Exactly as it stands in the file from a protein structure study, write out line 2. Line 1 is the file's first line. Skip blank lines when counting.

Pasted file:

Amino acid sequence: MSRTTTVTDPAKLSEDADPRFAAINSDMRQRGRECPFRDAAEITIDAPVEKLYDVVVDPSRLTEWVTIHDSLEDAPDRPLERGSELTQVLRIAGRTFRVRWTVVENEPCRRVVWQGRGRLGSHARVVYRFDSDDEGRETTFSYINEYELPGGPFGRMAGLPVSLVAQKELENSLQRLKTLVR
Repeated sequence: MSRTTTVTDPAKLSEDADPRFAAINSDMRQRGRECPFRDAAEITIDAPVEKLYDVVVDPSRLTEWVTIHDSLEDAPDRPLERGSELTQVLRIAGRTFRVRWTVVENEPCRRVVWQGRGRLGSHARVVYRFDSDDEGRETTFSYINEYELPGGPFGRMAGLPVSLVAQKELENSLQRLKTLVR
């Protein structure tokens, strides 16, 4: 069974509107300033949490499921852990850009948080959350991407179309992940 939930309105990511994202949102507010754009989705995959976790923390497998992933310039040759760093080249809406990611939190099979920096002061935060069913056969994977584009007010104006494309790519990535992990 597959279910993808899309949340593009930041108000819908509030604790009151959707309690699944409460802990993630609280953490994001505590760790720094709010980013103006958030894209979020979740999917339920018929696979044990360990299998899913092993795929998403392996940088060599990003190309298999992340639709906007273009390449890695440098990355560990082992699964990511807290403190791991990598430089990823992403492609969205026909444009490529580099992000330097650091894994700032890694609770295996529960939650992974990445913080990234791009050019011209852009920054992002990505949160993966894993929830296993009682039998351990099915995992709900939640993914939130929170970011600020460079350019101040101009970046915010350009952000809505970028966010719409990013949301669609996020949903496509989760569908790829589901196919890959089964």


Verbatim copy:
Repeated sequence: MSRTTTVTDPAKLSEDADPRFAAINSDMRQRGRECPFRDAAEITIDAPVEKLYDVVVDPSRLTEWVTIHDSLEDAPDRPLERGSELTQVLRIAGRTFRVRWTVVENEPCRRVVWQGRGRLGSHARVVYRFDSDDEGRETTFSYINEYELPGGPFGRMAGLPVSLVAQKELENSLQRLKTLVR